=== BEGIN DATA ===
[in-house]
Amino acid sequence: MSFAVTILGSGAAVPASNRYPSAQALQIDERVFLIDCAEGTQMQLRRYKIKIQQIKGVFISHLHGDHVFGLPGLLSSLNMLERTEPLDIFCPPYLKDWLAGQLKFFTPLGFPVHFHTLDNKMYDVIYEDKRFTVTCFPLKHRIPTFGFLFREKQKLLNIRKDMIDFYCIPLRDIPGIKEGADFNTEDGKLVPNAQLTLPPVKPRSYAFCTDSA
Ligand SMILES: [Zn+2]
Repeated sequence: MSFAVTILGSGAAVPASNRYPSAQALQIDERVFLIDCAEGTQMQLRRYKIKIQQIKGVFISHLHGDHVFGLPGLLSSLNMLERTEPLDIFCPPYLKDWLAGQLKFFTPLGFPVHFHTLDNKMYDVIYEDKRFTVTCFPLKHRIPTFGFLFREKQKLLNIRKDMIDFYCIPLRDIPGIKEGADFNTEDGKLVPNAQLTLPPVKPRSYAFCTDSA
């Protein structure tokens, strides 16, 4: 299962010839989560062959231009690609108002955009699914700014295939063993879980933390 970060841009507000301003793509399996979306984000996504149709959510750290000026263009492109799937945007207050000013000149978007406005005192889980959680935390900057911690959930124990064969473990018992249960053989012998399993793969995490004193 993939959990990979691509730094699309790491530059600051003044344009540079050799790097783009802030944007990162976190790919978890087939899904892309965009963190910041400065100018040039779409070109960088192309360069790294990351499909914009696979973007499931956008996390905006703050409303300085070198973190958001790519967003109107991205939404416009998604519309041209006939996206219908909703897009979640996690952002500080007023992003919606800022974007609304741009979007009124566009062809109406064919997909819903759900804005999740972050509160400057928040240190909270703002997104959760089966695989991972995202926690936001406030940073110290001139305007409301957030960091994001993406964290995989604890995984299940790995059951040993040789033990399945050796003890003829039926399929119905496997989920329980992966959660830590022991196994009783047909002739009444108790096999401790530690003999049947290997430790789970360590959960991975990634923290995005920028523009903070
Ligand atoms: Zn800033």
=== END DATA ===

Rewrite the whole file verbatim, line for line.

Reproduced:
[in-house]
Amino acid sequence: MSFAVTILGSGAAVPASNRYPSAQALQIDERVFLIDCAEGTQMQLRRYKIKIQQIKGVFISHLHGDHVFGLPGLLSSLNMLERTEPLDIFCPPYLKDWLAGQLKFFTPLGFPVHFHTLDNKMYDVIYEDKRFTVTCFPLKHRIPTFGFLFREKQKLLNIRKDMIDFYCIPLRDIPGIKEGADFNTEDGKLVPNAQLTLPPVKPRSYAFCTDSA
Ligand SMILES: [Zn+2]
Repeated sequence: MSFAVTILGSGAAVPASNRYPSAQALQIDERVFLIDCAEGTQMQLRRYKIKIQQIKGVFISHLHGDHVFGLPGLLSSLNMLERTEPLDIFCPPYLKDWLAGQLKFFTPLGFPVHFHTLDNKMYDVIYEDKRFTVTCFPLKHRIPTFGFLFREKQKLLNIRKDMIDFYCIPLRDIPGIKEGADFNTEDGKLVPNAQLTLPPVKPRSYAFCTDSA
């Protein structure tokens, strides 16, 4: 299962010839989560062959231009690609108002955009699914700014295939063993879980933390 970060841009507000301003793509399996979306984000996504149709959510750290000026263009492109799937945007207050000013000149978007406005005192889980959680935390900057911690959930124990064969473990018992249960053989012998399993793969995490004193 993939959990990979691509730094699309790491530059600051003044344009540079050799790097783009802030944007990162976190790919978890087939899904892309965009963190910041400065100018040039779409070109960088192309360069790294990351499909914009696979973007499931956008996390905006703050409303300085070198973190958001790519967003109107991205939404416009998604519309041209006939996206219908909703897009979640996690952002500080007023992003919606800022974007609304741009979007009124566009062809109406064919997909819903759900804005999740972050509160400057928040240190909270703002997104959760089966695989991972995202926690936001406030940073110290001139305007409301957030960091994001993406964290995989604890995984299940790995059951040993040789033990399945050796003890003829039926399929119905496997989920329980992966959660830590022991196994009783047909002739009444108790096999401790530690003999049947290997430790789970360590959960991975990634923290995005920028523009903070
Ligand atoms: Zn800033």